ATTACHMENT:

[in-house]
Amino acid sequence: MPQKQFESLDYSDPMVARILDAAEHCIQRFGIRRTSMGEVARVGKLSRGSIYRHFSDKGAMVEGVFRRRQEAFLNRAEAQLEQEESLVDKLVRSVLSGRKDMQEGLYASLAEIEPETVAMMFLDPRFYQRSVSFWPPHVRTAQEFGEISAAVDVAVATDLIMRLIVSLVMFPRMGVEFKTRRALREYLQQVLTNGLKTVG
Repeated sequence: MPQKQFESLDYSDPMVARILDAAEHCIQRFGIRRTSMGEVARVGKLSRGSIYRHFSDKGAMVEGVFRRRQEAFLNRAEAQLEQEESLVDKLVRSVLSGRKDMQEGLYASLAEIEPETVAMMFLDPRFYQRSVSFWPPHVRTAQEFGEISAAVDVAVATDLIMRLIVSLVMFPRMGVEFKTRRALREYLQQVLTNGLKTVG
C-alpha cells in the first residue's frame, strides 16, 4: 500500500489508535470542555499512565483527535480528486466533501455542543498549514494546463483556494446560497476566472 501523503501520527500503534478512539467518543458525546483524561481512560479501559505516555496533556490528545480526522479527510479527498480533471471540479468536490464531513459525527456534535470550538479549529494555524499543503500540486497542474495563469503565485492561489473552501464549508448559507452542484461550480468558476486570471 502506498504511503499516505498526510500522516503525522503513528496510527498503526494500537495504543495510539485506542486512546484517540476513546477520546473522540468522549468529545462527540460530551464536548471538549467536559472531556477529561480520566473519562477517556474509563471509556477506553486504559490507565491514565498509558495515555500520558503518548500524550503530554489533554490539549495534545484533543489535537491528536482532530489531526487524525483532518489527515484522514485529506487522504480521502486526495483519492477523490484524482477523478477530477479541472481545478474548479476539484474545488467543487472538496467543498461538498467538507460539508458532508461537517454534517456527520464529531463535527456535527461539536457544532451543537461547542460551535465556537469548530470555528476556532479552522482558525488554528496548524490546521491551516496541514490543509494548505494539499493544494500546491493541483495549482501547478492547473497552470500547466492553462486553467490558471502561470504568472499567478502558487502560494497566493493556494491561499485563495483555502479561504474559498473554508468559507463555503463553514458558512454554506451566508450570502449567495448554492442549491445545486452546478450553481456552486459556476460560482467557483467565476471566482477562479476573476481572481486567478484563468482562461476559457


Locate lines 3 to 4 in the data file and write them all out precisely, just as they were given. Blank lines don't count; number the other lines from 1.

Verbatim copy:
Repeated sequence: MPQKQFESLDYSDPMVARILDAAEHCIQRFGIRRTSMGEVARVGKLSRGSIYRHFSDKGAMVEGVFRRRQEAFLNRAEAQLEQEESLVDKLVRSVLSGRKDMQEGLYASLAEIEPETVAMMFLDPRFYQRSVSFWPPHVRTAQEFGEISAAVDVAVATDLIMRLIVSLVMFPRMGVEFKTRRALREYLQQVLTNGLKTVG
C-alpha cells in the first residue's frame, strides 16, 4: 500500500489508535470542555499512565483527535480528486466533501455542543498549514494546463483556494446560497476566472 501523503501520527500503534478512539467518543458525546483524561481512560479501559505516555496533556490528545480526522479527510479527498480533471471540479468536490464531513459525527456534535470550538479549529494555524499543503500540486497542474495563469503565485492561489473552501464549508448559507452542484461550480468558476486570471 502506498504511503499516505498526510500522516503525522503513528496510527498503526494500537495504543495510539485506542486512546484517540476513546477520546473522540468522549468529545462527540460530551464536548471538549467536559472531556477529561480520566473519562477517556474509563471509556477506553486504559490507565491514565498509558495515555500520558503518548500524550503530554489533554490539549495534545484533543489535537491528536482532530489531526487524525483532518489527515484522514485529506487522504480521502486526495483519492477523490484524482477523478477530477479541472481545478474548479476539484474545488467543487472538496467543498461538498467538507460539508458532508461537517454534517456527520464529531463535527456535527461539536457544532451543537461547542460551535465556537469548530470555528476556532479552522482558525488554528496548524490546521491551516496541514490543509494548505494539499493544494500546491493541483495549482501547478492547473497552470500547466492553462486553467490558471502561470504568472499567478502558487502560494497566493493556494491561499485563495483555502479561504474559498473554508468559507463555503463553514458558512454554506451566508450570502449567495448554492442549491445545486452546478450553481456552486459556476460560482467557483467565476471566482477562479476573476481572481486567478484563468482562461476559457